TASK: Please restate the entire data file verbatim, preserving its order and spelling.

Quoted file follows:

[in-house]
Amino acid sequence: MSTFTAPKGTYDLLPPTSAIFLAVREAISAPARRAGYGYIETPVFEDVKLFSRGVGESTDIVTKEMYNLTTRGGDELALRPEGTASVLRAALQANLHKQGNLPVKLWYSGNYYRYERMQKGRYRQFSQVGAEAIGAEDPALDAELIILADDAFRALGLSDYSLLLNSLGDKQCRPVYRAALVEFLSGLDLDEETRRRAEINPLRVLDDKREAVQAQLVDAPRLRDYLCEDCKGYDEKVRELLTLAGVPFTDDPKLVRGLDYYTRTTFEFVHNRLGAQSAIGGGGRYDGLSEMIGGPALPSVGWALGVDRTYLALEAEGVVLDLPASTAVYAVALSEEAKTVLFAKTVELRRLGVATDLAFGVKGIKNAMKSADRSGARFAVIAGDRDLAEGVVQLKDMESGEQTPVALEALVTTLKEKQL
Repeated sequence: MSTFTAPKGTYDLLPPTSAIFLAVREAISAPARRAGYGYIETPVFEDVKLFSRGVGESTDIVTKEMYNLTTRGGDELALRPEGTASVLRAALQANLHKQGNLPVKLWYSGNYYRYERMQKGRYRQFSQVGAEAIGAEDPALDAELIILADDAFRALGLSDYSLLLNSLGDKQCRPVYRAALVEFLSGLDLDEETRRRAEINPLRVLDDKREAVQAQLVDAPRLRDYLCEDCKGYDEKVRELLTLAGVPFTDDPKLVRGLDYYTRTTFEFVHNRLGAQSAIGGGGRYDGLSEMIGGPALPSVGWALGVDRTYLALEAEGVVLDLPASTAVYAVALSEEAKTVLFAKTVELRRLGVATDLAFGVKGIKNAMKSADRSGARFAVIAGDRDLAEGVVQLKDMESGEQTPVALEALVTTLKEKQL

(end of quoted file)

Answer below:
[in-house]
Amino acid sequence: MSTFTAPKGTYDLLPPTSAIFLAVREAISAPARRAGYGYIETPVFEDVKLFSRGVGESTDIVTKEMYNLTTRGGDELALRPEGTASVLRAALQANLHKQGNLPVKLWYSGNYYRYERMQKGRYRQFSQVGAEAIGAEDPALDAELIILADDAFRALGLSDYSLLLNSLGDKQCRPVYRAALVEFLSGLDLDEETRRRAEINPLRVLDDKREAVQAQLVDAPRLRDYLCEDCKGYDEKVRELLTLAGVPFTDDPKLVRGLDYYTRTTFEFVHNRLGAQSAIGGGGRYDGLSEMIGGPALPSVGWALGVDRTYLALEAEGVVLDLPASTAVYAVALSEEAKTVLFAKTVELRRLGVATDLAFGVKGIKNAMKSADRSGARFAVIAGDRDLAEGVVQLKDMESGEQTPVALEALVTTLKEKQL
Repeated sequence: MSTFTAPKGTYDLLPPTSAIFLAVREAISAPARRAGYGYIETPVFEDVKLFSRGVGESTDIVTKEMYNLTTRGGDELALRPEGTASVLRAALQANLHKQGNLPVKLWYSGNYYRYERMQKGRYRQFSQVGAEAIGAEDPALDAELIILADDAFRALGLSDYSLLLNSLGDKQCRPVYRAALVEFLSGLDLDEETRRRAEINPLRVLDDKREAVQAQLVDAPRLRDYLCEDCKGYDEKVRELLTLAGVPFTDDPKLVRGLDYYTRTTFEFVHNRLGAQSAIGGGGRYDGLSEMIGGPALPSVGWALGVDRTYLALEAEGVVLDLPASTAVYAVALSEEAKTVLFAKTVELRRLGVATDLAFGVKGIKNAMKSADRSGARFAVIAGDRDLAEGVVQLKDMESGEQTPVALEALVTTLKEKQL